In 1970 I was a young missionary serving in a remote area of the Navajo Nation in the southwestern United States. The past year had been filled with new and exciting gospel experiences. My love of the desert lands and the Navajo people had grown immensely. The beauty of the Southwest quickly touched my soul. I knew that this was where the Lord had called me.
One night my companion and I returned home to find a note on our door from the man at the trading post. The note said the mission president had called and had asked us to call him back, so we immediately went over to the trading post and returned his call. The president informed us that we were to open an area that had not had missionaries for over seven years. I asked where we would live. He said we would need to find a place.
That posed a challenge. The desert land—dotted with Navajo hogans (circular homes made of rock or timbers and mud) often miles apart—would not easily yield a place for us to stay. This was to be a full act of faith.
Since we didn’t yet have a new home, we continued to live in our old area with the new elders who had been called to work there. When we weren’t teaching the people, we traveled around our new area in search of a place to live. Our new field of labor was about 25 miles away from our old area. We drove a pickup truck that bounced along the washboard dirt roads as we sang “Ye Elders of Israel” and “Scatter Sunshine.”
We became somewhat discouraged with our inability to find a place to live. After prayer and fasting, we finally asked the man who operated the trading post in our new area if he knew of anywhere we could set up our missionary home. He told us that there was an abandoned hogan close to the trading post. We followed his directions to the place and found an old, partially collapsed hogan with rocks caving in on the side. It needed work, but we were young and excited to be on the Lord’s errand, so we determined to make this our home.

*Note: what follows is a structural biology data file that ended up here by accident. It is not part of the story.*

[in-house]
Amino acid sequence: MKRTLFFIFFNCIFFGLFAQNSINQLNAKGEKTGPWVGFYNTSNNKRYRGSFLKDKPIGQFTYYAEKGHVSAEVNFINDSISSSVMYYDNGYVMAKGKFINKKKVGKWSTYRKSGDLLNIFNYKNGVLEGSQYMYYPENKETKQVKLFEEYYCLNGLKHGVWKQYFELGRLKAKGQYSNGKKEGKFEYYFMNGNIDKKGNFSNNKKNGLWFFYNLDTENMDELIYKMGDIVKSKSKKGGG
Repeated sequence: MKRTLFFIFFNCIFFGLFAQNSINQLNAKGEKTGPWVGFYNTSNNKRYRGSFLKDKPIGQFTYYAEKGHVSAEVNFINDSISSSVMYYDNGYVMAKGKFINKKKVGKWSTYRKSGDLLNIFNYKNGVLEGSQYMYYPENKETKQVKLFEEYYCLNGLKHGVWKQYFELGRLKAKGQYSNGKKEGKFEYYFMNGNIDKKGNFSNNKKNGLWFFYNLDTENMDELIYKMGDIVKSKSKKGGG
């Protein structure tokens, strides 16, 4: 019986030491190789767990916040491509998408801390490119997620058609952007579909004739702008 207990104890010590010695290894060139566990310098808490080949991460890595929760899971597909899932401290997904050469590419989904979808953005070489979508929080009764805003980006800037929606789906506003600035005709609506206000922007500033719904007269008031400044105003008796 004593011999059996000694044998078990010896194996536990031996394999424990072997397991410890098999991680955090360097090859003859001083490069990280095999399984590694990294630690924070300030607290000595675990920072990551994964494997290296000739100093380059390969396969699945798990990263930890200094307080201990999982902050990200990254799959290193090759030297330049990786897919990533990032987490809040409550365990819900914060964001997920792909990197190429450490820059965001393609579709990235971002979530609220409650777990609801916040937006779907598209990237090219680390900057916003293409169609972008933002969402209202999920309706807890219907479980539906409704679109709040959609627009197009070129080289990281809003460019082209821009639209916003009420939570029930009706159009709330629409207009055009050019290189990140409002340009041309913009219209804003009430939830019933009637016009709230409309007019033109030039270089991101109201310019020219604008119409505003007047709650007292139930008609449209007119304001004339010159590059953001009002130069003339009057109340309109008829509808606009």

First, however, we needed the community’s acceptance. We knew that to the Navajo, hogans were not just homes; they also had spiritual significance. With that in mind, we asked the people in the area how they felt about our living in this hogan. We received a most gracious welcome.
We then came to another decision: this was to be not only our home but also the Lord’s house where we could meet for Sunday services.
We wanted to make our church house special. This was to become a sacred place. We dug a deep hole where we could mix mud to reattach the stones to each other and build up the broken wall. The trader, not a member of the Church, donated white lime and white cement with which we painted the circular interior mud walls.
Then came the problem of furniture. The mission supplied two beds and some pots and pans, but we would need different furniture for church meetings. We began gathering chairs from wherever we could find them and amassed a collection of every kind of chair one might imagine—some wood and some metal, all very old and rickety. We found some old lumber lying by the roadside and fashioned it into a pulpit and a sacrament table. The sacrament table was about a foot tall, since that was all the lumber we could find.